# how to use Graph Theory for scheduling execution order?

I am designing an application, which executes a series of plugins. A plugin's execution might/might not be dependent on another/other plugins execution. i.e some (not all) of the plugins expect other plugin(s) to be executed before it begins its execution.

I need to derive the correct order of execution such that no plugin gets executed before the plugin it's depending on.

I believe graph theory can be used to solve this (plugins as vertex, dependency as edge, and derive execution order using some sort of traversal).

I am planning to use JGraphT since the application is being developed in Java.

Any help or pointers to solve the case ??? i am not expecting whole java code, any pointers about graph theory (algorithms to use) will be equally helpfull ....

Thanks !!!

[solution:] @Artium lead to the solution, this link shows a very similar implementation.

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I would suggest a topological sort.

And after a quick check, it is easy to do with JGraphT. Also notice:

For this iterator to work correctly the graph must be acyclic, and must not be modified during iteration. Currently there are no means to ensure that, nor to fail-fast; the results with cyclic input (including self-loops) or concurrent modifications are undefined. To precheck a graph for cycles, consider using CycleDetector or StrongConnectivityInspector.

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If you have a cycle, you have a plugin A that depends on a plugin B that depends A. Topological sort not working would be the least of your problems. –  toto2 Jun 25 '11 at 12:35
@toto yes, but as @artium mentioned CycleDetector would take care of that, am in the process of trying out his suggestion, will post my progress soon –  vasanth Jun 25 '11 at 18:15
Thanks @Artium `TopologicalOrderIterator` along with a `CycleDetector` did what is required. –  vasanth Jun 30 '11 at 5:45

A few observations:

1. If the dependency tree is very deep (> 1,000 plugins), this could result in a StackOverflowException
2. This solution is thread-safe assuming all plugins are loaded one by one and synchronously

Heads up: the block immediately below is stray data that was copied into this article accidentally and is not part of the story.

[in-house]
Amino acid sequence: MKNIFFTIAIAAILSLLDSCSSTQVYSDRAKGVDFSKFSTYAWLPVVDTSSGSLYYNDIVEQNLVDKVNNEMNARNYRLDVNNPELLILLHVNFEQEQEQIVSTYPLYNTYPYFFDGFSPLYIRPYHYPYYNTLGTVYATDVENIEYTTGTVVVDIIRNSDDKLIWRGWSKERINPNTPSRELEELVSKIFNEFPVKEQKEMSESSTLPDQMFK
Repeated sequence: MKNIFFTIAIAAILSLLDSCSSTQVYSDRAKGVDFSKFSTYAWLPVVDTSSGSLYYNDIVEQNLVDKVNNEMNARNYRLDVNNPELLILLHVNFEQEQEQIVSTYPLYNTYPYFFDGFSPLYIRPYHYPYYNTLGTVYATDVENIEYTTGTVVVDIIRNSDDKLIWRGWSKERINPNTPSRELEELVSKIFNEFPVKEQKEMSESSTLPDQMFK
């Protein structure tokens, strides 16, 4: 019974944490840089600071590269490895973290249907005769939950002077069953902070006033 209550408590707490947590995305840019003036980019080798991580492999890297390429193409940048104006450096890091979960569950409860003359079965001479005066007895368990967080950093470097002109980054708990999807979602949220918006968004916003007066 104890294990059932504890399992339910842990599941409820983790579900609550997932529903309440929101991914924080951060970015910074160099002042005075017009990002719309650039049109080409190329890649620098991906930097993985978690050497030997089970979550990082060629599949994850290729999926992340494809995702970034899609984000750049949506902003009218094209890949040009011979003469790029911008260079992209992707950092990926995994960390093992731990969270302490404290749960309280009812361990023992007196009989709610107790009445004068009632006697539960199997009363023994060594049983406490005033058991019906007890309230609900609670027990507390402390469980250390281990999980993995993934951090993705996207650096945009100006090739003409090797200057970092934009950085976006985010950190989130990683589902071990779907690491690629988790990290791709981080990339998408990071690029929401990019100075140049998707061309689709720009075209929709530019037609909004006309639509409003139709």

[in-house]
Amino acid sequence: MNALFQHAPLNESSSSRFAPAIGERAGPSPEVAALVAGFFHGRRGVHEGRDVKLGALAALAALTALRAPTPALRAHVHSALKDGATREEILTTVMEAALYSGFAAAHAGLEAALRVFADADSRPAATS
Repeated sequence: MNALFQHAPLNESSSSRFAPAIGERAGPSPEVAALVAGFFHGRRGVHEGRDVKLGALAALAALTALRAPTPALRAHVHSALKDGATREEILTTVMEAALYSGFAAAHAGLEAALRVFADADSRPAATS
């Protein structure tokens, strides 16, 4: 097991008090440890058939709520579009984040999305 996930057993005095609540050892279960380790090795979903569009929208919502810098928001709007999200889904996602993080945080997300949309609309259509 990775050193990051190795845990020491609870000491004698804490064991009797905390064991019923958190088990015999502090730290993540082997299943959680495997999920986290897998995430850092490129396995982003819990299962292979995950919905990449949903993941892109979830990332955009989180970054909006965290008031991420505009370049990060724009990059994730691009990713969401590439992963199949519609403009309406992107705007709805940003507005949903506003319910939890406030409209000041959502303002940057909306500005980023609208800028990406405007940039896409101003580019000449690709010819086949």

3. Finding illegal cycles in the "graph" is handled by using a `starting` flag that is set to `true` before loading all dependencies and set back to `false` only after the plugin is initialized
4. This case handles the situation when a plugin explicitly starts another plugin (not as part of its dependencies -- but it does not account for asynchronous initialization)

Here is an untested sample to give an idea:

``````class Plugin {
Set<Plugin> dependencies;
boolean started, starting;

Plugin(Set<Plugin> deps) { dependencies = deps; }

void start() {
if (started) { /* already initialized */ }
else if (starting) { throw new IllegalArgumentException("Cyclic plugin dependency"); }
else {
starting = true;
for (Plugin p : dependencies) { p.start(); }
/* initialize this plugin here */
starting = false;
started = true;
}
}
}
``````
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the plugins are not runtime dependent on each other, the application is more like a build tool, where i execute the plugins in particular sequence, in any case i wouldnt want the plugins to be hold references (set<plugin> deps), i am looking for a solution where u simply mention a particular plugins id as dependency, thus the main program based on the information would decide the execution order. Thanks. –  vasanth Jun 25 '11 at 12:07
You can still use this approach by using `int` instead of `Plugin` and basically extracting the right order of the IDs -- but doing topological sorting is your better bet. –  Nick Jun 25 '11 at 19:42
trying to extract the right sequence of id would force the plugin writer to decide the sequence ... it can be implemented using Comparable interface, i want the program to 'resolve' the order ... i will be tryin to use the Topological Sort ... thanks –  vasanth Jun 26 '11 at 17:18